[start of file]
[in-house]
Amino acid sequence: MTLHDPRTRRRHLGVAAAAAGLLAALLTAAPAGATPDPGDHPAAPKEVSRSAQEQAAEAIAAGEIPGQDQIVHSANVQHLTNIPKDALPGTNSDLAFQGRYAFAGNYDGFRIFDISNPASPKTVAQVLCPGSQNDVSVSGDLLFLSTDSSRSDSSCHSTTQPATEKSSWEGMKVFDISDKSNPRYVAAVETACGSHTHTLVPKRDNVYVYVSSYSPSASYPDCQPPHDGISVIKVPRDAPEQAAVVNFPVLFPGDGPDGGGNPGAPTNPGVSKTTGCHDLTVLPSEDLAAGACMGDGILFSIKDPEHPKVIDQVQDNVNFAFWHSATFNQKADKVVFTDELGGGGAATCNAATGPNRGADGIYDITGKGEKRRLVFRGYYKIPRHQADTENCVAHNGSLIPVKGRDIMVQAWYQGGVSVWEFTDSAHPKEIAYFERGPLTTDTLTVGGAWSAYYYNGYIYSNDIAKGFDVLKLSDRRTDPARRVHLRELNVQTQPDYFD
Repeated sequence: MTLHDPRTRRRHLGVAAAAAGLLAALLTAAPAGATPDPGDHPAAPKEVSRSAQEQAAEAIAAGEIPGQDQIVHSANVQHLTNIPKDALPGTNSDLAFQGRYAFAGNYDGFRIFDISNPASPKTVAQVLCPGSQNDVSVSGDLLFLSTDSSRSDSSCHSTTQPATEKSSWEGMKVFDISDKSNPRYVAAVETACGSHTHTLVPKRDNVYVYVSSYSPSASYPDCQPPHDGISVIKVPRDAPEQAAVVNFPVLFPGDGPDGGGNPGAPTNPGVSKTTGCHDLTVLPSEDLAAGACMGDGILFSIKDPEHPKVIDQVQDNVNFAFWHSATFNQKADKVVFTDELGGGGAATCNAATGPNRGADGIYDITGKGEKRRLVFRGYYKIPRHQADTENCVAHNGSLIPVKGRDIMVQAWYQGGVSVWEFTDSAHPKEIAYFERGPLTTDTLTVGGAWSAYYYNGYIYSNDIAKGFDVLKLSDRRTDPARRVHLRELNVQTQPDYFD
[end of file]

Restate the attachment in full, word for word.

[in-house]
Amino acid sequence: MTLHDPRTRRRHLGVAAAAAGLLAALLTAAPAGATPDPGDHPAAPKEVSRSAQEQAAEAIAAGEIPGQDQIVHSANVQHLTNIPKDALPGTNSDLAFQGRYAFAGNYDGFRIFDISNPASPKTVAQVLCPGSQNDVSVSGDLLFLSTDSSRSDSSCHSTTQPATEKSSWEGMKVFDISDKSNPRYVAAVETACGSHTHTLVPKRDNVYVYVSSYSPSASYPDCQPPHDGISVIKVPRDAPEQAAVVNFPVLFPGDGPDGGGNPGAPTNPGVSKTTGCHDLTVLPSEDLAAGACMGDGILFSIKDPEHPKVIDQVQDNVNFAFWHSATFNQKADKVVFTDELGGGGAATCNAATGPNRGADGIYDITGKGEKRRLVFRGYYKIPRHQADTENCVAHNGSLIPVKGRDIMVQAWYQGGVSVWEFTDSAHPKEIAYFERGPLTTDTLTVGGAWSAYYYNGYIYSNDIAKGFDVLKLSDRRTDPARRVHLRELNVQTQPDYFD
Repeated sequence: MTLHDPRTRRRHLGVAAAAAGLLAALLTAAPAGATPDPGDHPAAPKEVSRSAQEQAAEAIAAGEIPGQDQIVHSANVQHLTNIPKDALPGTNSDLAFQGRYAFAGNYDGFRIFDISNPASPKTVAQVLCPGSQNDVSVSGDLLFLSTDSSRSDSSCHSTTQPATEKSSWEGMKVFDISDKSNPRYVAAVETACGSHTHTLVPKRDNVYVYVSSYSPSASYPDCQPPHDGISVIKVPRDAPEQAAVVNFPVLFPGDGPDGGGNPGAPTNPGVSKTTGCHDLTVLPSEDLAAGACMGDGILFSIKDPEHPKVIDQVQDNVNFAFWHSATFNQKADKVVFTDELGGGGAATCNAATGPNRGADGIYDITGKGEKRRLVFRGYYKIPRHQADTENCVAHNGSLIPVKGRDIMVQAWYQGGVSVWEFTDSAHPKEIAYFERGPLTTDTLTVGGAWSAYYYNGYIYSNDIAKGFDVLKLSDRRTDPARRVHLRELNVQTQPDYFD